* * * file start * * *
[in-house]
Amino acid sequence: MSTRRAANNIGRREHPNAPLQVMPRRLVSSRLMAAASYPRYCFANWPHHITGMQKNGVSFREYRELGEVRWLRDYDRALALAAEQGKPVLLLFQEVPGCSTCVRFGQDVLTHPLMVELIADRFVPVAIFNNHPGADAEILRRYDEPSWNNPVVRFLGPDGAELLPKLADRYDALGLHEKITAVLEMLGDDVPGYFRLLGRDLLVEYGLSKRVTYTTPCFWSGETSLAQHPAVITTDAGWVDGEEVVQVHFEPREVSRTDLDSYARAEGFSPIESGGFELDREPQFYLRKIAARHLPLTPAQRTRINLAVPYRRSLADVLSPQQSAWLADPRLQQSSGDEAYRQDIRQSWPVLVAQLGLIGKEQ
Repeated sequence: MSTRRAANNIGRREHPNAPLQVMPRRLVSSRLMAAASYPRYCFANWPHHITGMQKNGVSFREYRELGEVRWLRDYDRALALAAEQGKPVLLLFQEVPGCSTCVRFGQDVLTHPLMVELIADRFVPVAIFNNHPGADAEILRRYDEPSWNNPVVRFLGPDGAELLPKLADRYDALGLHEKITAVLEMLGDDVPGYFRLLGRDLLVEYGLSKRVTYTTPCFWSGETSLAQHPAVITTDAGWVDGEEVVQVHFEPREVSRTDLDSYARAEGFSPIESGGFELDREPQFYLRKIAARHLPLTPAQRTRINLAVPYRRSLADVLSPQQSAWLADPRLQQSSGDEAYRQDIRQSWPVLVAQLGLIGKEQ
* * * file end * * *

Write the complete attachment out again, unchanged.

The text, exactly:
[in-house]
Amino acid sequence: MSTRRAANNIGRREHPNAPLQVMPRRLVSSRLMAAASYPRYCFANWPHHITGMQKNGVSFREYRELGEVRWLRDYDRALALAAEQGKPVLLLFQEVPGCSTCVRFGQDVLTHPLMVELIADRFVPVAIFNNHPGADAEILRRYDEPSWNNPVVRFLGPDGAELLPKLADRYDALGLHEKITAVLEMLGDDVPGYFRLLGRDLLVEYGLSKRVTYTTPCFWSGETSLAQHPAVITTDAGWVDGEEVVQVHFEPREVSRTDLDSYARAEGFSPIESGGFELDREPQFYLRKIAARHLPLTPAQRTRINLAVPYRRSLADVLSPQQSAWLADPRLQQSSGDEAYRQDIRQSWPVLVAQLGLIGKEQ
Repeated sequence: MSTRRAANNIGRREHPNAPLQVMPRRLVSSRLMAAASYPRYCFANWPHHITGMQKNGVSFREYRELGEVRWLRDYDRALALAAEQGKPVLLLFQEVPGCSTCVRFGQDVLTHPLMVELIADRFVPVAIFNNHPGADAEILRRYDEPSWNNPVVRFLGPDGAELLPKLADRYDALGLHEKITAVLEMLGDDVPGYFRLLGRDLLVEYGLSKRVTYTTPCFWSGETSLAQHPAVITTDAGWVDGEEVVQVHFEPREVSRTDLDSYARAEGFSPIESGGFELDREPQFYLRKIAARHLPLTPAQRTRINLAVPYRRSLADVLSPQQSAWLADPRLQQSSGDEAYRQDIRQSWPVLVAQLGLIGKEQ